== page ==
I recently posted about how I was preparing to start third year and Junior Surgery. Since then, I’ve successfully completed my first two weeks of third year, and I’ve had my first day on the anesthesia team in our school’s shelter medicine department. I am happy to report that both of my sweet patients recovered beautifully, and are hopefully on their way to finding perfect forever homes. That said, running anesthesia can be really stressful, so I thought I would offer some tips to make anesthesia as smooth as possible!
- Know normal values. One thing that has been drilled into me from both our anesthesia and surgery professors is that you can’t recognize abnormal until you know what normal is. This means that whether you’re anesthetizing a cat or a colt, you need to know what is normal for them. This includes basic temperature, pulse, and respiration as well as ways to detect anesthetic depth in different species.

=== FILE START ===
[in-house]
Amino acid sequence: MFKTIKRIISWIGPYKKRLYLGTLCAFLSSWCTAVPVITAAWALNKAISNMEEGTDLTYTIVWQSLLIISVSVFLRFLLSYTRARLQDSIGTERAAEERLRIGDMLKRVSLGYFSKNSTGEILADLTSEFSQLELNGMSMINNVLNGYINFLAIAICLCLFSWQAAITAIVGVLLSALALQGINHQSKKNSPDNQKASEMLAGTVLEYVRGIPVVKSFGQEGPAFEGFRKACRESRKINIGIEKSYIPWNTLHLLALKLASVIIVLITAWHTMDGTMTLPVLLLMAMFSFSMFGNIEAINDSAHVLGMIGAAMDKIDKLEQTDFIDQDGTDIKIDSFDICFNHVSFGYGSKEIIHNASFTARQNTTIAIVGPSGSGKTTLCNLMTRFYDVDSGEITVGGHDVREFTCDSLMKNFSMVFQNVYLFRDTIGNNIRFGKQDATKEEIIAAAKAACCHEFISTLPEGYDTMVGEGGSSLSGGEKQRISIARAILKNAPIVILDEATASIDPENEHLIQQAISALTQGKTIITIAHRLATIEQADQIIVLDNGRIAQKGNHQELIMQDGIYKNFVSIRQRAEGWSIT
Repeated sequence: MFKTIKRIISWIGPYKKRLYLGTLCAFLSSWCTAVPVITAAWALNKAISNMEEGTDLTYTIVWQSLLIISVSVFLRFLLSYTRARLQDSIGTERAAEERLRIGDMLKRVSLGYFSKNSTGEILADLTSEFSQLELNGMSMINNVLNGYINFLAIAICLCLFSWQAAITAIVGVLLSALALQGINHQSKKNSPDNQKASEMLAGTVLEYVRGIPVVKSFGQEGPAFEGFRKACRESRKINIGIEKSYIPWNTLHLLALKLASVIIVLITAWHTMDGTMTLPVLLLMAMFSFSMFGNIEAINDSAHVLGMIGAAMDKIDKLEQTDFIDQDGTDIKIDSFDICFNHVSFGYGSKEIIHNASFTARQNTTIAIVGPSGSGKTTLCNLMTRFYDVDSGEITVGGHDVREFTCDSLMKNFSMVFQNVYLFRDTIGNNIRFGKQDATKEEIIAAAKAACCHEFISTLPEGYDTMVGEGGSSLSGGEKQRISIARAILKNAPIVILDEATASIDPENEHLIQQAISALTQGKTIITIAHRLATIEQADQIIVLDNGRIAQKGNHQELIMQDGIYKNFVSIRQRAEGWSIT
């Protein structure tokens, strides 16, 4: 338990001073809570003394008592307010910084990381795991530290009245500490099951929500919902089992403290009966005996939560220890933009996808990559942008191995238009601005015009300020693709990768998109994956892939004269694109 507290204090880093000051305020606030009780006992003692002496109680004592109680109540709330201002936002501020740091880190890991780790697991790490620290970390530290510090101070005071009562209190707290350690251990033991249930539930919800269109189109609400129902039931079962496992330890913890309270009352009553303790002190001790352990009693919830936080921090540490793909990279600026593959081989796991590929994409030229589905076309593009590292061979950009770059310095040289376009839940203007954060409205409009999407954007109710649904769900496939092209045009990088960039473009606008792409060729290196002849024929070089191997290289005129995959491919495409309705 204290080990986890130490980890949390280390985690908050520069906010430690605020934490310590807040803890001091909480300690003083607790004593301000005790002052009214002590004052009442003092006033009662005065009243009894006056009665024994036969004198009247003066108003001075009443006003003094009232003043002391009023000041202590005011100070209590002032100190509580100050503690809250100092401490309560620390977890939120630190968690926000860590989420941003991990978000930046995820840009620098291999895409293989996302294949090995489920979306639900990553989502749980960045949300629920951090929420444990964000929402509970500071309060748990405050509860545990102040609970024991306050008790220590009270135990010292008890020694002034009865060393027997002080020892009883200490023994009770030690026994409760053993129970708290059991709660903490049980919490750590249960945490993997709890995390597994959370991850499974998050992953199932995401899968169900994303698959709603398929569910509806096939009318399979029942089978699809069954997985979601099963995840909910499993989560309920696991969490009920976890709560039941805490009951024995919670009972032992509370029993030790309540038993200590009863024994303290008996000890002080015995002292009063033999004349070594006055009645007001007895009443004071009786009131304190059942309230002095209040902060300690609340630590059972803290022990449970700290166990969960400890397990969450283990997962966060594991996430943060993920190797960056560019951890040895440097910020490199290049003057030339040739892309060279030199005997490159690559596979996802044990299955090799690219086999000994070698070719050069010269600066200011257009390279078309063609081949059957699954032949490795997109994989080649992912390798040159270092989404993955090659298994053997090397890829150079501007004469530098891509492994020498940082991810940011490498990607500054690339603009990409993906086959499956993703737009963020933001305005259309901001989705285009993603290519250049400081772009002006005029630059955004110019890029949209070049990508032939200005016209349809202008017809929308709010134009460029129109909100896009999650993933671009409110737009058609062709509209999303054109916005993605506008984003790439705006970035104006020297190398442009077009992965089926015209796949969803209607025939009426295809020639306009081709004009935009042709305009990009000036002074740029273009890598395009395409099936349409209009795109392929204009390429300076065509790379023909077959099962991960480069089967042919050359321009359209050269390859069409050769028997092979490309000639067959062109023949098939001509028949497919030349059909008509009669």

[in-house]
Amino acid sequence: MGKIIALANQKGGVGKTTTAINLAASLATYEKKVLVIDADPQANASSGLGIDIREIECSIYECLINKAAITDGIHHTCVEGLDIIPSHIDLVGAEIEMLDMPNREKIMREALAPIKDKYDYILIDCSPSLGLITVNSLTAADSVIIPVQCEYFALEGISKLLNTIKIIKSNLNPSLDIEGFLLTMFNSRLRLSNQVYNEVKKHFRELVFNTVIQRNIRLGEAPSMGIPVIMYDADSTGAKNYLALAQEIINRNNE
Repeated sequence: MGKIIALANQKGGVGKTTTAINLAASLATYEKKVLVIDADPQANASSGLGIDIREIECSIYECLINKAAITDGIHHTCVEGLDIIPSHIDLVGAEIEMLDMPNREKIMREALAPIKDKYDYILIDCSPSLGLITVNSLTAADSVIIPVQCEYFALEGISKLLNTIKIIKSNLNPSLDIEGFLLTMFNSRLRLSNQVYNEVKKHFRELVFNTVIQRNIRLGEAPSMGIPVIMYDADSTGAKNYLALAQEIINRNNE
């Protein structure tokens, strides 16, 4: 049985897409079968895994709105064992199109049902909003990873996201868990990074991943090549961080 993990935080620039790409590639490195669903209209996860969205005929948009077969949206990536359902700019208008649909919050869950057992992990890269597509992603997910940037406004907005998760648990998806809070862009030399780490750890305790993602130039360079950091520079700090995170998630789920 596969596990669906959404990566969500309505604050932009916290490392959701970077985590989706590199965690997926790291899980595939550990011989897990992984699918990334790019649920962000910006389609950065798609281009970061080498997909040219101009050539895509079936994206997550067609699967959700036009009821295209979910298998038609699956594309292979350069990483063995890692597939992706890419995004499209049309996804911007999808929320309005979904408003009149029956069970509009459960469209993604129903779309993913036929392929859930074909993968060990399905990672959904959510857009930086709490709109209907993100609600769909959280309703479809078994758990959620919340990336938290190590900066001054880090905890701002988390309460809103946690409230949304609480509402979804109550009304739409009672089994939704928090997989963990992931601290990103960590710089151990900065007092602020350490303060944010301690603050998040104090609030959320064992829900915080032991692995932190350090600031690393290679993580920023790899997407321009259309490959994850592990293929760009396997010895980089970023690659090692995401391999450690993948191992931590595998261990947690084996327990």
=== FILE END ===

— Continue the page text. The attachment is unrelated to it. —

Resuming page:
- YOU are the best patient monitor. In veterinary medicine, there is a huge range in patient monitoring systems, from simple to very complex. But the one thing they ALL have in common is that they are machines, and machines mess up. No matter what kind of monitoring system you have available, make sure that you are personally checking in on your patient and not just reading numbers on a screen. Count your patient’s respiration rate, listen to their heart rate, and make sure their anesthetic depth is appropriate.
- Know your anesthetic drugs. There are SO many different medications currently being used for anesthesia in vet med. It’s really important to know the basics of what your hospital keeps on hand. They act on many different metabolic pathways, can have different effects of heart rate and respiration, and may have different onset and recovery times. It’s important to know these differences so you can know what to expect for your patient. Some anesthetics also have specific reversal agents to counteract their effects, and it’s important to know which of these you can use and when.
I am certainly not an anesthesia expert, but I am learning as much as I can. Anesthesia can be a really unnerving part of veterinary medicine, but I’m finding that the better I understand anesthetic principles, the more confident I become when taking care of my patients.